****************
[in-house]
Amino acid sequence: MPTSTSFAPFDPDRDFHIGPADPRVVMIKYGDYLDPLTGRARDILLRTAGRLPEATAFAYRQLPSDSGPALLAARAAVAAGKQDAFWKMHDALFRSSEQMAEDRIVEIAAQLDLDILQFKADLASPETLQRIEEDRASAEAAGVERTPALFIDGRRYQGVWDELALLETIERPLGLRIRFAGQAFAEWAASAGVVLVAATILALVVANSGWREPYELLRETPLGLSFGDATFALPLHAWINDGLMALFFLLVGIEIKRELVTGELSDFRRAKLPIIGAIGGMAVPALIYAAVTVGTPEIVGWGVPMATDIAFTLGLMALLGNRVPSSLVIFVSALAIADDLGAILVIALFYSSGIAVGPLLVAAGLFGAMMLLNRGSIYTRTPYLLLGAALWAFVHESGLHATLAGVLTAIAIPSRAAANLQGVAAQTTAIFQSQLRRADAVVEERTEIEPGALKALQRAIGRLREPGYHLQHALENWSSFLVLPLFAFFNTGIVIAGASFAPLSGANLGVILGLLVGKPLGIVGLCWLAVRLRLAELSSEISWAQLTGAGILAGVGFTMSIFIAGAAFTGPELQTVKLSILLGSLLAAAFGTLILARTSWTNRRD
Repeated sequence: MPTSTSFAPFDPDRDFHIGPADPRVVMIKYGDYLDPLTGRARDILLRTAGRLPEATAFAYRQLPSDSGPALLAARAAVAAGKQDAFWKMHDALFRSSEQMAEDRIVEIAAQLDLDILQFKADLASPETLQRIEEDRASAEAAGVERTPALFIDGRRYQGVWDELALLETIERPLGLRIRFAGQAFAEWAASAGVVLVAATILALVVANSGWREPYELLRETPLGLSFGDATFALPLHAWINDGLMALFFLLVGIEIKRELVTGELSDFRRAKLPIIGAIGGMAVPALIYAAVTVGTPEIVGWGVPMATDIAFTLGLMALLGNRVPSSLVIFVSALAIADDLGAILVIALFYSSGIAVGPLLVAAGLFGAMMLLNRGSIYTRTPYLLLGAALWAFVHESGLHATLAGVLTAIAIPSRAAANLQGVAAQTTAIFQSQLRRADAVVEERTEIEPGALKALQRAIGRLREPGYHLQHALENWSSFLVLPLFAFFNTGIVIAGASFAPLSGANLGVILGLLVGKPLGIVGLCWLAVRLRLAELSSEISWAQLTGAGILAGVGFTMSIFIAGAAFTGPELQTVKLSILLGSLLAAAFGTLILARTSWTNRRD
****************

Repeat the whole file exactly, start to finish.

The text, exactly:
[in-house]
Amino acid sequence: MPTSTSFAPFDPDRDFHIGPADPRVVMIKYGDYLDPLTGRARDILLRTAGRLPEATAFAYRQLPSDSGPALLAARAAVAAGKQDAFWKMHDALFRSSEQMAEDRIVEIAAQLDLDILQFKADLASPETLQRIEEDRASAEAAGVERTPALFIDGRRYQGVWDELALLETIERPLGLRIRFAGQAFAEWAASAGVVLVAATILALVVANSGWREPYELLRETPLGLSFGDATFALPLHAWINDGLMALFFLLVGIEIKRELVTGELSDFRRAKLPIIGAIGGMAVPALIYAAVTVGTPEIVGWGVPMATDIAFTLGLMALLGNRVPSSLVIFVSALAIADDLGAILVIALFYSSGIAVGPLLVAAGLFGAMMLLNRGSIYTRTPYLLLGAALWAFVHESGLHATLAGVLTAIAIPSRAAANLQGVAAQTTAIFQSQLRRADAVVEERTEIEPGALKALQRAIGRLREPGYHLQHALENWSSFLVLPLFAFFNTGIVIAGASFAPLSGANLGVILGLLVGKPLGIVGLCWLAVRLRLAELSSEISWAQLTGAGILAGVGFTMSIFIAGAAFTGPELQTVKLSILLGSLLAAAFGTLILARTSWTNRRD
Repeated sequence: MPTSTSFAPFDPDRDFHIGPADPRVVMIKYGDYLDPLTGRARDILLRTAGRLPEATAFAYRQLPSDSGPALLAARAAVAAGKQDAFWKMHDALFRSSEQMAEDRIVEIAAQLDLDILQFKADLASPETLQRIEEDRASAEAAGVERTPALFIDGRRYQGVWDELALLETIERPLGLRIRFAGQAFAEWAASAGVVLVAATILALVVANSGWREPYELLRETPLGLSFGDATFALPLHAWINDGLMALFFLLVGIEIKRELVTGELSDFRRAKLPIIGAIGGMAVPALIYAAVTVGTPEIVGWGVPMATDIAFTLGLMALLGNRVPSSLVIFVSALAIADDLGAILVIALFYSSGIAVGPLLVAAGLFGAMMLLNRGSIYTRTPYLLLGAALWAFVHESGLHATLAGVLTAIAIPSRAAANLQGVAAQTTAIFQSQLRRADAVVEERTEIEPGALKALQRAIGRLREPGYHLQHALENWSSFLVLPLFAFFNTGIVIAGASFAPLSGANLGVILGLLVGKPLGIVGLCWLAVRLRLAELSSEISWAQLTGAGILAGVGFTMSIFIAGAAFTGPELQTVKLSILLGSLLAAAFGTLILARTSWTNRRD